Originally appeared January 2009

Andrew Bass’s Pragmatics Newsletter

Practical techniques and thought-provoking ideas
This issue takes under 4 minutes to read.

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Are your strategic reviews like New Year’s Resolutions?

Have you noticed how similar strategy reviews are to New Years’ Resolutions?

How many times have you held off-site meetings, documented a shiny new strategy, launched it – and then everyone has carried on doing the same old things?

It frustrates managers, and it frustrates their teams too – in fact when I talk with staffs in all kinds of businesses, I often hear at some point: “We’ve had so many new initiatives launched that run out of steam – this is just another one – nothing will actually change”.

The force field that defeats willpower

Resolutions are up against a powerful force: people are creatures of habit. And because organisations are made up of people, organisations are creatures of habit too.

The force of habit shapes behaviour like a magnetic field organises a pattern of iron filings. If you try to move the filings without realigning the force field, the filings get pulled back automatically.

What determines the shape of the organisational ‘force field’? There are a number of factors which can be uncovered by a systematic diagnosis, but particularly powerful – and often overlooked – are unintended consequences, eg:

  1. It’s more rewarding to do the old thing. For example: the new strategy might call for an emphasis on an updated service to unfamiliar clients, but people stick to order-taking for old products with clients they know well, get better short term numbers, then get a bigger bonus than someone who tried to do the right thing.
  2. The change takes more time and effort, but goes unrecognised, so people think “Why bother’? It’s extra work for nothing”. As one manager said to me “Around here, praise is the absence of criticism” – not very motivating.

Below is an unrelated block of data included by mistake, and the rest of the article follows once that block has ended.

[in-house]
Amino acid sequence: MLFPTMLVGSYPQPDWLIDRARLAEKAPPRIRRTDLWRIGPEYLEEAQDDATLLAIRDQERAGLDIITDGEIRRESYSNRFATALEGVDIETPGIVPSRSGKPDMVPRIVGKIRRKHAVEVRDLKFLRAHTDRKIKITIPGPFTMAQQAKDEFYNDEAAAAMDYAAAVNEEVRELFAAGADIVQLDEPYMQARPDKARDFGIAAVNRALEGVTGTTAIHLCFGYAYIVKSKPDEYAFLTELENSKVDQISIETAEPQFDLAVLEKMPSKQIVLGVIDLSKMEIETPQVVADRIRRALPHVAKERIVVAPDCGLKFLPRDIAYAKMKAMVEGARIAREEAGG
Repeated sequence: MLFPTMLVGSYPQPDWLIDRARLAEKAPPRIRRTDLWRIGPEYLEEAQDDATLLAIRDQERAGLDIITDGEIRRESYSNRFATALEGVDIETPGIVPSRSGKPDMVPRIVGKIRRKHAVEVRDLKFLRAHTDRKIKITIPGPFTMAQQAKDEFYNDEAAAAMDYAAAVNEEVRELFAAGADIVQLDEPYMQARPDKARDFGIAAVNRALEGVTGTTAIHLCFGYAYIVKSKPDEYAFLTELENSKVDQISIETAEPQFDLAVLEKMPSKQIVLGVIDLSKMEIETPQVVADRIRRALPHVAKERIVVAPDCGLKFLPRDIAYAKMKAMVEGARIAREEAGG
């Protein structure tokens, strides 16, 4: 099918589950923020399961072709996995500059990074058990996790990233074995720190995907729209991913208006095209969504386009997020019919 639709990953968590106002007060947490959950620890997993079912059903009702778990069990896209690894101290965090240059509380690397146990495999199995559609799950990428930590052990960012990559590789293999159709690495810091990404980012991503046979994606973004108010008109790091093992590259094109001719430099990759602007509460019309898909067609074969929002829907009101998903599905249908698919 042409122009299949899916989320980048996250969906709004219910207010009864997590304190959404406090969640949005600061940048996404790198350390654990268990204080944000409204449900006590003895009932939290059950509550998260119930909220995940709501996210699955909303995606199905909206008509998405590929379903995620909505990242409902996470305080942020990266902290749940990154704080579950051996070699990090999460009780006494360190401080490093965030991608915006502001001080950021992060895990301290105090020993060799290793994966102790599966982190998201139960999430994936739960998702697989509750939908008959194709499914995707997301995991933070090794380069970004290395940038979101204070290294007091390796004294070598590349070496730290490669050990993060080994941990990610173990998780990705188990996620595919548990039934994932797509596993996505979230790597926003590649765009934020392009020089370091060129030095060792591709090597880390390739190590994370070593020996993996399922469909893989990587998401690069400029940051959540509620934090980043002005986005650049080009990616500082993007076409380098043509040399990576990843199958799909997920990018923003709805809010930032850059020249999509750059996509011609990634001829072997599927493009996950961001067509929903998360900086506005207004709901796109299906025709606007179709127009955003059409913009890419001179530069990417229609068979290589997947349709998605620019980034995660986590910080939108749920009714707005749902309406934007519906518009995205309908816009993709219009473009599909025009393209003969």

3. The changed behaviour involves risk, and (whatever managers may say) people just don’t believe they can make mistakes without suffering consequences. For example: I’ve come across railway bosses who say they want people to treat safety as the highest priority, then whack them for causing delays – naturally the employees take time-saving short-cuts if they think they can get away with it. Read some transport accident reports – this happens a lot.

Look at the workplace as your people see it

To figure out why resolutions on behalf of employees go awry, and get clues as to what to do about it, put yourself in their shoes, and ask the following questions:

  • What really happens to me if I try and put the new action into practice?
  • What is the immediate consequence?
  • What are the knock-on consequences? For me? For others?
  • What’s really in it for me?
  • What are the risks? Are they worth the potential benefit?

Then return to your own shoes, and ask:

What do we have to do to ensure that the magnetic field is working FOR us, and there are no unintended consequences constantly pulling people back to the old ways?

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Copyright 2008 Andrew Bass. All rights reserved. Permission granted to excerpt or reprint as long as you include attribution.

Published by:
BassClusker Consulting
15 Kings Rd
Sutton Coldfield
Birmingham UK
B73 5AB
t: 00 44 (0) 121 427 7217
e: andrew@bassclusker.com
w: www.bassclusker.com


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